From the CPA exam grab bag, this question came in just before 2010 testing ended but since there were other things to write about, it sat collecting dust in my inbox. Fret not, our asker got her answer in time to sit for the exam on the second-to-last day of testing and now you get the answer too. Let’s go!
I’m studying for REG and I am fairly concerned about tax law changes. I’m using the 2009 Becker materials, and I try to use their website to see updates to tax law change, but when I’m taught through the lectures and the homework a certain law, it’s hard to then switch it up based on a little post from Becker’s online database.
An example is the estate tax disappearing. Or unemployment exclusion (2,400 in 2009, but now what? 0[%|] I think, right?). Anyways, I’m not too worried about understanding concepts and rules as much as worrying about not realizing that certain rules have changed.
Here’s the deal: REG can be a little tricky because it’s the one section where the AICPA allows newer pronouncements before the usual 6 month effective date. Usually what happens is the PCAOB comes out with some new audit standards and – assuming the SEC has approved them – they cannot appear on the CPA exam earlier than 6 months after adoption. The AICPA Board of Examiners does have its exceptions – like FASB 141(r) – where they are too excited to wait for it to be on the exam and will make a special announcement but for the most part, you can pretty much assume that there is a 6 month lag between the time rules/numbers/pronouncements come out and the time they appear on the exam.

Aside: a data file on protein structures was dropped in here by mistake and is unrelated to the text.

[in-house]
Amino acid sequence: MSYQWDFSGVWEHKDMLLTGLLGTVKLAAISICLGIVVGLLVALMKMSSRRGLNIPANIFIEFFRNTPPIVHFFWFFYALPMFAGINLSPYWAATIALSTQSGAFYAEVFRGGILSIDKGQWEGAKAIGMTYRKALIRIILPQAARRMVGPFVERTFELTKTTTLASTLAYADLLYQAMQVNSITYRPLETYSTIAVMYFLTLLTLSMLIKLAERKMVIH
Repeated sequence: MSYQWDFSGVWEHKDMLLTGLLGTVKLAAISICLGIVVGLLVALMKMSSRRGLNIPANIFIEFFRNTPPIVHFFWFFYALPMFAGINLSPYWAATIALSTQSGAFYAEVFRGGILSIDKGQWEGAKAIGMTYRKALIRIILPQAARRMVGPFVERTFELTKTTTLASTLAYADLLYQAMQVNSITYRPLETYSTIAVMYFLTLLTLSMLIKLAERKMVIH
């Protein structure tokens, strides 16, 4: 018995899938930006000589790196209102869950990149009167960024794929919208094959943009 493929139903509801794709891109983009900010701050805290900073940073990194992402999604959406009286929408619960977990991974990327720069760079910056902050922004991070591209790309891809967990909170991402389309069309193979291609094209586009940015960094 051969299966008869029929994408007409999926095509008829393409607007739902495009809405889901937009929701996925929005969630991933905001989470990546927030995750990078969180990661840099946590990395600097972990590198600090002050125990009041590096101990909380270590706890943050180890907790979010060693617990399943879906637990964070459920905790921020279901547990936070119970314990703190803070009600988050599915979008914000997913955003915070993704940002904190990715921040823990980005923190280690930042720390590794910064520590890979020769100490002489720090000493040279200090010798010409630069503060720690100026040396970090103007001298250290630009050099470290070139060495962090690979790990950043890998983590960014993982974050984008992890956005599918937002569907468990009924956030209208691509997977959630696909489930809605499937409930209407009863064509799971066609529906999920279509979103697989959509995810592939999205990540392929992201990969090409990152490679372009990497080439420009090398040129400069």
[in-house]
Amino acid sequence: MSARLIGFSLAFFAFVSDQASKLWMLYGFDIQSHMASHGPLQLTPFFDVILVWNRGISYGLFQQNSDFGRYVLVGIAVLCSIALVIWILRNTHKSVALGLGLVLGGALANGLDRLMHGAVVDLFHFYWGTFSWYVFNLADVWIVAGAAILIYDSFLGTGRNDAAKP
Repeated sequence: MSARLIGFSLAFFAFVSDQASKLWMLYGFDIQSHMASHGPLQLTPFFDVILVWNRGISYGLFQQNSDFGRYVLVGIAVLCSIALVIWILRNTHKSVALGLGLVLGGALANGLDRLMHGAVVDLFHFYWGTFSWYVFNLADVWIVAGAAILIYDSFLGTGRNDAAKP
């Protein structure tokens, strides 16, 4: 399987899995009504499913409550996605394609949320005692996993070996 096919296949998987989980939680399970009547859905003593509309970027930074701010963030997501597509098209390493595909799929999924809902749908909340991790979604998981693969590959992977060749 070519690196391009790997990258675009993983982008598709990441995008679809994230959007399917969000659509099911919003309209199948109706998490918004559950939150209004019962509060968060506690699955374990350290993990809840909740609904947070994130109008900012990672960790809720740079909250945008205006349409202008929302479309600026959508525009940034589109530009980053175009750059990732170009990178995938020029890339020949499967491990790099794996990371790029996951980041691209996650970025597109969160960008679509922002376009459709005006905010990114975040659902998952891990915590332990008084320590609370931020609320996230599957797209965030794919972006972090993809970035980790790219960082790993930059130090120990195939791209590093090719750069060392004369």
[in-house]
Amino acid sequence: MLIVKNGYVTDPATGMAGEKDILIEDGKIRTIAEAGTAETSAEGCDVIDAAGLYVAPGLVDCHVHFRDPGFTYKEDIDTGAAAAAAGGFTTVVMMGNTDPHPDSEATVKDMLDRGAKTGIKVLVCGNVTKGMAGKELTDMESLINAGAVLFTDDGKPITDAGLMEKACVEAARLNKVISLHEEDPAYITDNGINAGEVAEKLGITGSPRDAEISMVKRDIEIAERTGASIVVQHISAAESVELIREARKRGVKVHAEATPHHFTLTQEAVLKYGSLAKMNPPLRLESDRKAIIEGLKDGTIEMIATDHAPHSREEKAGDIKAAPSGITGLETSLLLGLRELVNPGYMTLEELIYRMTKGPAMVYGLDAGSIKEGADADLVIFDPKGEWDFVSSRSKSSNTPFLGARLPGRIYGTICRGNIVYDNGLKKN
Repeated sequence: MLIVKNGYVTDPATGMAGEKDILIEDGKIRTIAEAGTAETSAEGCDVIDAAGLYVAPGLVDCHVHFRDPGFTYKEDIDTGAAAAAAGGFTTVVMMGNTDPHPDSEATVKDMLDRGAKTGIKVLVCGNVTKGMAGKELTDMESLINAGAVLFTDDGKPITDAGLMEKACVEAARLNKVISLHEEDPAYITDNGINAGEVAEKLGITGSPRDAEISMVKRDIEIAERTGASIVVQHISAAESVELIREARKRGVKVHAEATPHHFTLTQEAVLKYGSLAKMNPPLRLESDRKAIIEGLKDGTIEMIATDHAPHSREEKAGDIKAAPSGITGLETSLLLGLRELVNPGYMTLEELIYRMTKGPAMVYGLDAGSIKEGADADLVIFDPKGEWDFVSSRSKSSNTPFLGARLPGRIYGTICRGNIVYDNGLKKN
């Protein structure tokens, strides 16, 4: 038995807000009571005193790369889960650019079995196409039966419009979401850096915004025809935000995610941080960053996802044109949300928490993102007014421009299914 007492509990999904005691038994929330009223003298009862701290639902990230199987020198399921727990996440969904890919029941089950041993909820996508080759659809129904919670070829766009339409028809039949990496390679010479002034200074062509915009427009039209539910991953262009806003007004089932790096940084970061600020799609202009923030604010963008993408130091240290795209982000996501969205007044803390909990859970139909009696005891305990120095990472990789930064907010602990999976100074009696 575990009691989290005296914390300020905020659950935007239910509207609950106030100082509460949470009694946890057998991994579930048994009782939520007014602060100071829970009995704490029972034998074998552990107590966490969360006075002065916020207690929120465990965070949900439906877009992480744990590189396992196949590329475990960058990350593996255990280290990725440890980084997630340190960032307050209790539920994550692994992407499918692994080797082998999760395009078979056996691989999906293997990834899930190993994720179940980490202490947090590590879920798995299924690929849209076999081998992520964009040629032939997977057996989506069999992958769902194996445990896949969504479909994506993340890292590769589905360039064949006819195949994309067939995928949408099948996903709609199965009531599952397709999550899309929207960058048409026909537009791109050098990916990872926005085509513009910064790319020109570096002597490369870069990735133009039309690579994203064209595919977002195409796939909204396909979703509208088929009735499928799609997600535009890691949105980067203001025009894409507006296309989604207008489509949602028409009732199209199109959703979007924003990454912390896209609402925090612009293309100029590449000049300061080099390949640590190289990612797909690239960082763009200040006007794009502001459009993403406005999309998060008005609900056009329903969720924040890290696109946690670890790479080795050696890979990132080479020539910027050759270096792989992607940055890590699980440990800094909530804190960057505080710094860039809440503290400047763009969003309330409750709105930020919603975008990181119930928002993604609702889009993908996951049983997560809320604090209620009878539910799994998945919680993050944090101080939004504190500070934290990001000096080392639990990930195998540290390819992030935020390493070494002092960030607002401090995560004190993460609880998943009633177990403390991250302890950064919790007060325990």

For the estate tax and other such tricky issues that are still unresolved as yet, be glad they’re unresolved as it means you don’t have to worry about any new rules until decisions are made. And with the AICPA scrambling to load your 2011 exams with international financial reporting and other such awesomeness, it’s unlikely that their priority will be integrating new tax rules into testing once they are finalized.
Remember also that you are not expected to be an expert in any area, let alone the complicated abyss of tax rules. So the numbers are not as important as the fundamentals (read: concepts) in Regulation.